Legend has it that the term Snowbird was first used to describe Canadians who often fled the brutal cold weather characteristic of our neighbors to the north. Decades ago when Florida land was cheap, Canadians often purchased inexpensive land and built modest winter homes so they could spend up to six months in the Sunshine State but still retain their homeland residency.
Today, the word Snowbird is mostly used to describe mostly Baby Boomer retirees who hail from northern and Midwestern states –and of course – Canada. Many Snowbirds rent vacation homes or condos, tow expensive RVs or buy into retirement communities. They often arrive in October before the first snowflakes fall returning home in late spring in time for winter’s thaw.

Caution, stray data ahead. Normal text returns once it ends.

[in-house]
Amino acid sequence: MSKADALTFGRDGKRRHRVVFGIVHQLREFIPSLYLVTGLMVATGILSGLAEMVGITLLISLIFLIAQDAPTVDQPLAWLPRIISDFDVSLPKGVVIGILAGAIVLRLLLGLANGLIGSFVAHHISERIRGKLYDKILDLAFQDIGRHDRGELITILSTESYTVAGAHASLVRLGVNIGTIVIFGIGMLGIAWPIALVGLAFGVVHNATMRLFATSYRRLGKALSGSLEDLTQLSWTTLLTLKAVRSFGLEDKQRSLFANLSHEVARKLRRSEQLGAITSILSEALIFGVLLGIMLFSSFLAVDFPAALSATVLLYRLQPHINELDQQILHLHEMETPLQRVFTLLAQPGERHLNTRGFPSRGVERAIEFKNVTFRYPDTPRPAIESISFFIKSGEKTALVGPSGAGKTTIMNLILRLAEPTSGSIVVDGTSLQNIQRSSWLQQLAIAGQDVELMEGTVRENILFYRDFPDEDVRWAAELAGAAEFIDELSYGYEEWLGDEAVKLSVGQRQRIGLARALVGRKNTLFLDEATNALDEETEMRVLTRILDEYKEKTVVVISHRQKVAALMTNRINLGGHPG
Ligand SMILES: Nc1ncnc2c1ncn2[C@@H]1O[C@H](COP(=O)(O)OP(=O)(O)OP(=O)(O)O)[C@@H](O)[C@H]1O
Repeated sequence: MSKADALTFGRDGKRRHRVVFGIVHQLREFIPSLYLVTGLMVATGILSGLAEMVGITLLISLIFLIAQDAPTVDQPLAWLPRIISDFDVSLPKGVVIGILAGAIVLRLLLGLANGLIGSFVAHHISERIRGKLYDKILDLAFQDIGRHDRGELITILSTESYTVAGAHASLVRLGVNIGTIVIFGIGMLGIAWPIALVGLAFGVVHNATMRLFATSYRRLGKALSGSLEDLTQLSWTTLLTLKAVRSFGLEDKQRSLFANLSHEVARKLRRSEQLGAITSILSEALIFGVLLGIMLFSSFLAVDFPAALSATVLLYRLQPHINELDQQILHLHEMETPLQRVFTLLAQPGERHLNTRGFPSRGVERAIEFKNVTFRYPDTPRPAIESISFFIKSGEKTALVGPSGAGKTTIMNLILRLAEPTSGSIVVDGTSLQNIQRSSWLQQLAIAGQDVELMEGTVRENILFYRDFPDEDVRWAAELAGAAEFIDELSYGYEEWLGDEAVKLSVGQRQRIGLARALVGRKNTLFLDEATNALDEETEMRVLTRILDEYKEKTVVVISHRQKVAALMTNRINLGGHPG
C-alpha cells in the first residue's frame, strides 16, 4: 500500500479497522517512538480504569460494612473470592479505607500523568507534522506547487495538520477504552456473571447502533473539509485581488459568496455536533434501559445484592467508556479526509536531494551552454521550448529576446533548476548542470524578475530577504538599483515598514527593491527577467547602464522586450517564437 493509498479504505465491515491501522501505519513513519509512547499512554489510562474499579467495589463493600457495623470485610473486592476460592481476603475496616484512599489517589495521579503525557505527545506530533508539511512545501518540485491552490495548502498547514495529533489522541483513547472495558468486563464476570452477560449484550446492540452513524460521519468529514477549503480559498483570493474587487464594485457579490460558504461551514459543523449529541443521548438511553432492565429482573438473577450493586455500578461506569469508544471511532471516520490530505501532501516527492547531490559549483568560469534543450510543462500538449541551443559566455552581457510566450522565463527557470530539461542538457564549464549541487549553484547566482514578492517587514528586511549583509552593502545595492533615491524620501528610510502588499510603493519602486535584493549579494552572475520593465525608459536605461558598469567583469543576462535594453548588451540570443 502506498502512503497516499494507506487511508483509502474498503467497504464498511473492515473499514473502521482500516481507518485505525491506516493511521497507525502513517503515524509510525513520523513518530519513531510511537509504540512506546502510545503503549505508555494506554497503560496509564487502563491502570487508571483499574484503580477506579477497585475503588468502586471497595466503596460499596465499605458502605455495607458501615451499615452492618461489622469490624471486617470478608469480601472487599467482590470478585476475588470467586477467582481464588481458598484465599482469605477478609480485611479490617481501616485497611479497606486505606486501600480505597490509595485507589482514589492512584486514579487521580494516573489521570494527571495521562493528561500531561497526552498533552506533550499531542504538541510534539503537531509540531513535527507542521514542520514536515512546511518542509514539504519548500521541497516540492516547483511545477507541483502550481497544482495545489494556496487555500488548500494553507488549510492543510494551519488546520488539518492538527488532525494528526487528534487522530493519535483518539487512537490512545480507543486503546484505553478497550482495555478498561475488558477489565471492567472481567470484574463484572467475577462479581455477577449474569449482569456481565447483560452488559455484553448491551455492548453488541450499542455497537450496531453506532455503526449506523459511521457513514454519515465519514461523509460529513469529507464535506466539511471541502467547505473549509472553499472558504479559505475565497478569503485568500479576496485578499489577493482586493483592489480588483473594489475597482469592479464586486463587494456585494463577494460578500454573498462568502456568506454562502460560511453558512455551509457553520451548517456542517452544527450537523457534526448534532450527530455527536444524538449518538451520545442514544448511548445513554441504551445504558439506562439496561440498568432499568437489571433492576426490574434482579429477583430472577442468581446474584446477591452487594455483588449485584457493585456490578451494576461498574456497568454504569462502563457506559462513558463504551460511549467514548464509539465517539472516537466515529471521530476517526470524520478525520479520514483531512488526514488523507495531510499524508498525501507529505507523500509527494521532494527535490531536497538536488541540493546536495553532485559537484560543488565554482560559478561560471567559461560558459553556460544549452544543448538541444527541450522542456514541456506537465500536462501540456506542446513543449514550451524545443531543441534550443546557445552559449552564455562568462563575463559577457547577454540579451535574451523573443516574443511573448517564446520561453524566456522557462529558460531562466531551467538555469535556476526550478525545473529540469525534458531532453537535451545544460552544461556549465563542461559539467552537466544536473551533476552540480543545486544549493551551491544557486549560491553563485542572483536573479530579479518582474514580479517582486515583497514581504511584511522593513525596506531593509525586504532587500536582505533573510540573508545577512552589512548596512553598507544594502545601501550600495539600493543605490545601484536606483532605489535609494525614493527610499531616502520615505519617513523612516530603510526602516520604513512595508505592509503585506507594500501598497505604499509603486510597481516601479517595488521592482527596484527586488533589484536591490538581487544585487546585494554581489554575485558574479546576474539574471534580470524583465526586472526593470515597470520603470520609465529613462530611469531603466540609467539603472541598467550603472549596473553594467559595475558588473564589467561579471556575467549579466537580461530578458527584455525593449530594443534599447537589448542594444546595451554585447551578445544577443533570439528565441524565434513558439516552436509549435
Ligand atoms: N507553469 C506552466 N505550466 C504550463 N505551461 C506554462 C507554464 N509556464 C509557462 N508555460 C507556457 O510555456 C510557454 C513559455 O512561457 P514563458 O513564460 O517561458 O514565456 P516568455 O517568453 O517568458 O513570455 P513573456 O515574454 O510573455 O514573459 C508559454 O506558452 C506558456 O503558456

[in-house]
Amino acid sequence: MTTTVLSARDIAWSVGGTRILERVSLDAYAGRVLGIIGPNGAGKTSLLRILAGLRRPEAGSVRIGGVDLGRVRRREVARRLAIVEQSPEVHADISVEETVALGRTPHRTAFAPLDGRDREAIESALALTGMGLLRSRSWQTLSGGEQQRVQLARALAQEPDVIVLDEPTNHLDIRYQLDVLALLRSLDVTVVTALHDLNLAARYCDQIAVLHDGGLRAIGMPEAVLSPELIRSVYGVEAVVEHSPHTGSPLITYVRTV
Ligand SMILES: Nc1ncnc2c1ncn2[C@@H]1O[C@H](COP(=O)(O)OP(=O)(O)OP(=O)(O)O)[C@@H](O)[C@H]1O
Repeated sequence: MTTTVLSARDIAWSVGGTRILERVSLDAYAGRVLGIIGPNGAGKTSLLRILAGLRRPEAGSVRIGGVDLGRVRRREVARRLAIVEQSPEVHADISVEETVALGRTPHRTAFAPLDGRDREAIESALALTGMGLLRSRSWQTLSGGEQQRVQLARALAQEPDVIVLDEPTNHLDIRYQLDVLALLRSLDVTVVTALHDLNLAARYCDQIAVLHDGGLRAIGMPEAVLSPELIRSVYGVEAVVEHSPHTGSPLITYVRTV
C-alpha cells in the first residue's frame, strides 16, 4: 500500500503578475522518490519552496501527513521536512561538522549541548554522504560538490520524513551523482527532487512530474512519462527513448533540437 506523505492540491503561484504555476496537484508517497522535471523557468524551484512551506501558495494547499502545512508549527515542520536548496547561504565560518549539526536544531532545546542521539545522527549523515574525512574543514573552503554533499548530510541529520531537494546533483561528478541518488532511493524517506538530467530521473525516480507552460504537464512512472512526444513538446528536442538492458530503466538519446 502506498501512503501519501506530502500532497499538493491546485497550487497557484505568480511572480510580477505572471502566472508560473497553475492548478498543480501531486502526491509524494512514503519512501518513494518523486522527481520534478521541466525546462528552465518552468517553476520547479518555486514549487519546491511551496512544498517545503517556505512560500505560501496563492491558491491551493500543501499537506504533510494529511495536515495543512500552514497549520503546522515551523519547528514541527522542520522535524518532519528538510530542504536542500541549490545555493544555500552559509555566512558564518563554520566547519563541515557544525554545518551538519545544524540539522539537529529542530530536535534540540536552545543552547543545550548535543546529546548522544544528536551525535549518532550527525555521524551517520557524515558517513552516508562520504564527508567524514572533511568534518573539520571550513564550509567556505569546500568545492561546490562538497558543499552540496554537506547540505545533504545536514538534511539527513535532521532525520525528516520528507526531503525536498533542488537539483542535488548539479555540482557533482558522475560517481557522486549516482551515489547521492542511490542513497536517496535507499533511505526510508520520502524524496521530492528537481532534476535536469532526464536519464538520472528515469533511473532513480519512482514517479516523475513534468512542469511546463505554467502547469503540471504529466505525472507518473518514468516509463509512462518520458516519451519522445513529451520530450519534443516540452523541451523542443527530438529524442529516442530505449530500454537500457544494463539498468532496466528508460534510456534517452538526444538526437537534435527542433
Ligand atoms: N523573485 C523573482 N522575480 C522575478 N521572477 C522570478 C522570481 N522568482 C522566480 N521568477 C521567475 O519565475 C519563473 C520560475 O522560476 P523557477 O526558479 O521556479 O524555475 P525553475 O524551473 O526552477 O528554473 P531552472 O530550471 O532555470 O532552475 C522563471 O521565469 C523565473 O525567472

Of course, not all of our winter visitors hail from areas that see heavy snow and cold temperatures. Many visitors are retired and actually reside in areas such as Tennessee, Atlanta, Birmingham and Baton Rouge. These southern “Snowbirds” enjoy the camaraderie of good friends, fun activities and beautiful stretches of white-sand Gulf Coast as much as our friends from the north.
Hard numbers on the number of Snowbirds who stay along the Gulf Coast each year is impossible to find. We estimate 100,000 or more winter along the northern Gulf Coast and up to 10 times that number along the southern Florida Gulf Coast.
Those numbers can be multiplied many times when you consider that longer term Snowbirds often play host to family and friends throughout the season for shorter winter vacations.
Whatever the case, with the huge Baby Boomer generation just hitting retirement age, the influx of retirees is expected to continue to increase over the next 10 to 20 years.